• Officially: United Mexican States
  • Capital: Mexico City
    • 8.855 million people
      • One of the world’s largest metropolises.
      • Largest in North America


  • Population 116 million
  • Language Spanish (English is widely spoken, especially in larger centers)
  • Religion: Christianity
  • Life expectancy: 75 years (men), 80 years (women)
  • Currency: peso MXN)
  • Time Zones: Mexico spans four time zones. Eastern Time is GMT−5, Central Time is GMT−6,  Mountain Time is GMT−7, and Pacific Time is GMT−8. In all states except Sonora, clocks move forward an hour in March and back an hour in November.
  • Electricity: 120 volts, 60Hz. Standard plugs have two flat blades. Plugs with two flat blades and a round pin are also used.
  • International dialling code: +52
  • Internet domain: .mx
  • Emergency numbers: 911


  • Area: 1.96 million sq km (758,449 sq miles)
  • Maps: Open Street MapsGoogle
  • Neighbouring Countries: USA | Belize | Guatemala


  • A Spanish colony for much of its past, Mexico is sprawling country steeped in history and rich cultural traditions.
  • There has numerous fascinating archaeological sites to explore.
  • Mexico has the world’s largest Spanish-speaking population.
  • Family is at the core of everything in Mexico, taking precedence over work.
  • Mexicans are warm, congenial people who are known for being helpful with a strong community spirit.
  • Mexicans are known for their laid-back approach to life. The flip side is that getting things done can take some time.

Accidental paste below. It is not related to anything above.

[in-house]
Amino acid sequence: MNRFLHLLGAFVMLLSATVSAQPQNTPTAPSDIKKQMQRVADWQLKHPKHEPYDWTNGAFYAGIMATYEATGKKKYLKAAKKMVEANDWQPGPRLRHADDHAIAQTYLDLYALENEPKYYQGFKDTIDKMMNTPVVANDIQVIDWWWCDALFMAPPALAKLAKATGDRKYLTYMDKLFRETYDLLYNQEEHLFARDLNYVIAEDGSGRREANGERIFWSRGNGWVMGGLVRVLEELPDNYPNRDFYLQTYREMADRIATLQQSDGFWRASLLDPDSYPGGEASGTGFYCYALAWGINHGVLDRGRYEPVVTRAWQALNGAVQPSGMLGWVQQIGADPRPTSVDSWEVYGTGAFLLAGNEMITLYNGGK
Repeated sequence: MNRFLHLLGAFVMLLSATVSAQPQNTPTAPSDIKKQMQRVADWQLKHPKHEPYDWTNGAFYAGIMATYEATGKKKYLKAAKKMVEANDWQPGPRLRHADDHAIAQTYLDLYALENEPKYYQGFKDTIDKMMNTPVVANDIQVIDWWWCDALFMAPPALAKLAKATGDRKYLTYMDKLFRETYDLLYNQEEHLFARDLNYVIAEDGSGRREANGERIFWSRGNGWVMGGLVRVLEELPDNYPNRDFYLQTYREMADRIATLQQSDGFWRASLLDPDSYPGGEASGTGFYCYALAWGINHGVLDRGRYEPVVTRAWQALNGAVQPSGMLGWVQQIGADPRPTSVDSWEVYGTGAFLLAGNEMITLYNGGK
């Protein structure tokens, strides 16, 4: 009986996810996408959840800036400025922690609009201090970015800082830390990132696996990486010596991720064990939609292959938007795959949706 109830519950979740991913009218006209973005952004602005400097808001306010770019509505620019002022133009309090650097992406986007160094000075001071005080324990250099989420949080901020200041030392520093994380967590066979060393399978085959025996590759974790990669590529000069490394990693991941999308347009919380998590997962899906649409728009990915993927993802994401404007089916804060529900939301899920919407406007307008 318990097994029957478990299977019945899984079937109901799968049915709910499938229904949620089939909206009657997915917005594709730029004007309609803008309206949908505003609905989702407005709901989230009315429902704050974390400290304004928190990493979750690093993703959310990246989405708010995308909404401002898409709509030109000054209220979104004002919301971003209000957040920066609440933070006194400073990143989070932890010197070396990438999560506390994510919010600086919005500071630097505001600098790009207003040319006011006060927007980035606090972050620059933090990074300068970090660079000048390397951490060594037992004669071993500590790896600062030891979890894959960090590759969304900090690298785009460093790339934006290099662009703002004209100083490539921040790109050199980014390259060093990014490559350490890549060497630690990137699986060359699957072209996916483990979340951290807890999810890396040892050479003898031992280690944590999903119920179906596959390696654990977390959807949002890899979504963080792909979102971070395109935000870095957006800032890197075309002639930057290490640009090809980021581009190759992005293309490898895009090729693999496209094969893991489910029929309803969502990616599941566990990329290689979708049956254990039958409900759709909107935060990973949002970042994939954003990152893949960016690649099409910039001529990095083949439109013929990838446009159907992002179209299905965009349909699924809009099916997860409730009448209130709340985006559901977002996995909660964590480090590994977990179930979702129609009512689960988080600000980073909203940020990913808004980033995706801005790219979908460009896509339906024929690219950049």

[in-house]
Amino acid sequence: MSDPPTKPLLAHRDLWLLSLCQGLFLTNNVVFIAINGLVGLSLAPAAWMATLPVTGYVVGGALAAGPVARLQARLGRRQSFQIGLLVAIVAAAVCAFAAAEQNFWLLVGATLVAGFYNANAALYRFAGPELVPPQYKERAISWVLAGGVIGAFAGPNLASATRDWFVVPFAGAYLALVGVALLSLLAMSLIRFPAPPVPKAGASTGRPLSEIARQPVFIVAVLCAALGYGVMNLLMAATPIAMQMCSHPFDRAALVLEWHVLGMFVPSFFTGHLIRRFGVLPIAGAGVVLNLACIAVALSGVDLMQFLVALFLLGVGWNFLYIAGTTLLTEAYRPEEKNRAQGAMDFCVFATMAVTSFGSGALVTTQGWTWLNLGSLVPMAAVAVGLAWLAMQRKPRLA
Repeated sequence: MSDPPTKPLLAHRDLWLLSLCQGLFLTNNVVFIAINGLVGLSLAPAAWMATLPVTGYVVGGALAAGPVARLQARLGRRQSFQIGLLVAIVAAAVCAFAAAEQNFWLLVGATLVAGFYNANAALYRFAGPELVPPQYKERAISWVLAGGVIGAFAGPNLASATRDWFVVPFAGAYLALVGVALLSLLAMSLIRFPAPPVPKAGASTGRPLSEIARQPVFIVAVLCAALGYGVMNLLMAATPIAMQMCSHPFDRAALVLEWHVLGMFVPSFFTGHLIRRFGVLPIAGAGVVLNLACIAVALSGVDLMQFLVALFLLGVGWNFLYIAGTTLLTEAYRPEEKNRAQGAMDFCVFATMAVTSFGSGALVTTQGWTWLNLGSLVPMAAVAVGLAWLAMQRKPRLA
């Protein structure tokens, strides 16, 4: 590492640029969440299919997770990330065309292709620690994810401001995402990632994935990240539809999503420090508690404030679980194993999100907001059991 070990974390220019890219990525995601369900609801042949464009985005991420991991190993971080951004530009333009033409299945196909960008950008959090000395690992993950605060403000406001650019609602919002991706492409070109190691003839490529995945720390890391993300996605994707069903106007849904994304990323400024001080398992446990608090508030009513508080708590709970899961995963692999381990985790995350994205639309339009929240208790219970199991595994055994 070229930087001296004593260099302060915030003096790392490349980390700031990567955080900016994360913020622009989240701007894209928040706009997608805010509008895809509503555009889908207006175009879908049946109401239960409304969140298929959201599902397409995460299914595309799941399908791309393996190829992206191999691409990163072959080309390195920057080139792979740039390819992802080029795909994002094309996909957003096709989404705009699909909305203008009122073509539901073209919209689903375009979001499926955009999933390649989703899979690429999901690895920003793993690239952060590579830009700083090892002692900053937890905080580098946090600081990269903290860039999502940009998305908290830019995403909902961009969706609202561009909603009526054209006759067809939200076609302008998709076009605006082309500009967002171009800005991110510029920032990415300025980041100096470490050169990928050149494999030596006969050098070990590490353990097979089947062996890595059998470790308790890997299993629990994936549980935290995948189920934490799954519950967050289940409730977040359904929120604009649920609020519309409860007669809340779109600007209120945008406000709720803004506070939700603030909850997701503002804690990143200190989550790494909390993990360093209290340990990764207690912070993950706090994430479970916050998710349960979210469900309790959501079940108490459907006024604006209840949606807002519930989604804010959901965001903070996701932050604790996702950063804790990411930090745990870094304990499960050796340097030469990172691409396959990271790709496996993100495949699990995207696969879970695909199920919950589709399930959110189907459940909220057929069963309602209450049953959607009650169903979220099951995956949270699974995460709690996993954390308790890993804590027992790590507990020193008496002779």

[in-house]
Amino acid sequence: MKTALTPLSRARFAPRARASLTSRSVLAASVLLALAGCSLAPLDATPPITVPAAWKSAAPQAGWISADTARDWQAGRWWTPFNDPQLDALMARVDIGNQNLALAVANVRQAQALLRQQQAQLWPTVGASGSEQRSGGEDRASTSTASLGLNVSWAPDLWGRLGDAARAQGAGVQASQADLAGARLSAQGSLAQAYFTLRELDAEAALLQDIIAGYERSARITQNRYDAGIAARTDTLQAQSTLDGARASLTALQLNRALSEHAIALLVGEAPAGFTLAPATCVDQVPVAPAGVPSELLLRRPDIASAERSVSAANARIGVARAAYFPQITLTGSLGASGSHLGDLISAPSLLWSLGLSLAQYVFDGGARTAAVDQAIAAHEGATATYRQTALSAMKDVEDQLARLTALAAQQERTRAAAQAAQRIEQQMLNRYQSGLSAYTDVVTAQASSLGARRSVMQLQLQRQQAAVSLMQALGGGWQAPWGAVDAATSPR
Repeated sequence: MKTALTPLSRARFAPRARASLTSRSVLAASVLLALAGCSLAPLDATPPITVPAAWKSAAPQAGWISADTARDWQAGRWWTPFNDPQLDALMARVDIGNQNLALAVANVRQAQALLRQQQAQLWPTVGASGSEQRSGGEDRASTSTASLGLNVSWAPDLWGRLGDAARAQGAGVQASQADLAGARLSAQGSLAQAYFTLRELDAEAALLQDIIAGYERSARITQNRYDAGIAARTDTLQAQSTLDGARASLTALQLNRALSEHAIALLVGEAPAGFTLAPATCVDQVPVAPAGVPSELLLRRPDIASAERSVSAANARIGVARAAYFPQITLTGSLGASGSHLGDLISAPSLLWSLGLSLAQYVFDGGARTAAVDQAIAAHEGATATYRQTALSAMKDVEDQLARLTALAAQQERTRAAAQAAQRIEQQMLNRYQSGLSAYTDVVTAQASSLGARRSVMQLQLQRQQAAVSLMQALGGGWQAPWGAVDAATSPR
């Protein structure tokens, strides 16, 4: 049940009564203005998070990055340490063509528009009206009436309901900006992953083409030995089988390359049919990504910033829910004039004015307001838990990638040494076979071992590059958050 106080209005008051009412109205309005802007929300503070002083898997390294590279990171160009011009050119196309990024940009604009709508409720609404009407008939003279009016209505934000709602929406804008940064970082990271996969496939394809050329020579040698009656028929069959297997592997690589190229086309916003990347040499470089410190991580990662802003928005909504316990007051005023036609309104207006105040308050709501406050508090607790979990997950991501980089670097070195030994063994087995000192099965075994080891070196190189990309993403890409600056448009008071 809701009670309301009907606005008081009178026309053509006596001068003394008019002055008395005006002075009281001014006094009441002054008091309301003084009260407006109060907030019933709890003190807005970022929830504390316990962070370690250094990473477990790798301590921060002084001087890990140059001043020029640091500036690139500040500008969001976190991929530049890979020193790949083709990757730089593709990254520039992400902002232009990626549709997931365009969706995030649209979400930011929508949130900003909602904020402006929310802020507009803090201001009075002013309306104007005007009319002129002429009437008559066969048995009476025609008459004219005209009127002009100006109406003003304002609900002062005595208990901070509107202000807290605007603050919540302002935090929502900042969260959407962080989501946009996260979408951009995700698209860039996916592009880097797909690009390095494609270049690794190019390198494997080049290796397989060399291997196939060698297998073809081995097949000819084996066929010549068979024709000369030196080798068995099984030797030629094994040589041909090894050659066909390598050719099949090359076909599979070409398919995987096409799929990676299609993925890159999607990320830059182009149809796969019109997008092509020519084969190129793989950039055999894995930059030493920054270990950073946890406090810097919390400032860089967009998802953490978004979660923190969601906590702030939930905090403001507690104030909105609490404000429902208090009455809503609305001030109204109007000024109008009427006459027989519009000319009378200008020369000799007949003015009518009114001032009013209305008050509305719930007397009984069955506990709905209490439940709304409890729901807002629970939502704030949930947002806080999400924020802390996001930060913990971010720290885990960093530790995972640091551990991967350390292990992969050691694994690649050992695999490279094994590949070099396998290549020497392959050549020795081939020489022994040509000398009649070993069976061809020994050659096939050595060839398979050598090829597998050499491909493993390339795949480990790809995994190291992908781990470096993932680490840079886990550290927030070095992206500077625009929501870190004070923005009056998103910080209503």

• There’s an element of machismo in interactions between men and women, sometimes bordering on sexism by Western standards. Although women are revered as mothers, men are the dominant decision-makers in the family.
  • Women pat each other on the forearm or shoulder when they meet. It’s best for men to wait for women to offer their hand first. A kiss on the cheek is customary among friends.
  • If you’re invited to someone’s home for dinner, never take red or yellow flowers because they’re associated with the Day of the Dead.
  • Mexicans will often arrive late for social occasions, but it is considered rude to arrive any more than half an hour late to a dinner hosted at the home of a Mexican.
  • If you want to take a pet to Mexico, they must be vaccinated and have a health certificate issued by a vet in your home country just before you leave.
  • There are wide discrepancies in wealth – and poverty and unemployment are widespread.
  • Mexico is very bureaucratic, which is a source of frustration for travellers and locals alike. Getting almost anything done usually requires a capacity to tolerate delays and reams of paperwork.
  • Outside tourist traps, the cost of living is low, so much so that many expats enjoy a better quality of life than they did back in their home country.
  • The News is a popular English-language daily that’s published in Mexico City. There are few English-language radio stations.
  • Mexico has the second-largest economy in Latin America, and is a major oil exporter.
  • Many Mexicans have sought to cross the 3,000-km border with the US in search of a job and better life.
  • Tens of thousands of people have been killed in drugs-related gang violence in the past decade.


  • On the verge of overtourism: Mexico City (World Travel & Tourism Council, 2019)
  • Mexico is the second most visited country in North America after the US.


  • Road Traffic: Drives on the right
  • Baja California may be an overlanders paradise

Mexico’s World Rankings in 2018 (WEF)

  • Roads quality: 47th
  • Innovation capability: 50th
  • Life expectancy: 55th
  • Quality of vocational training: 59th
  • Property rights: 85th
  • Judicial independence: 110th
  • Freedom of the press: 120th
  • Reliability of police services: 138th

Safety & Security

  • While violent crime often makes international headlines, this is often linked to the illegal drug trade and rarely affects travellers.

Government Travel Advisory


This page was last updated on 2021.03.18 by Robert Vinet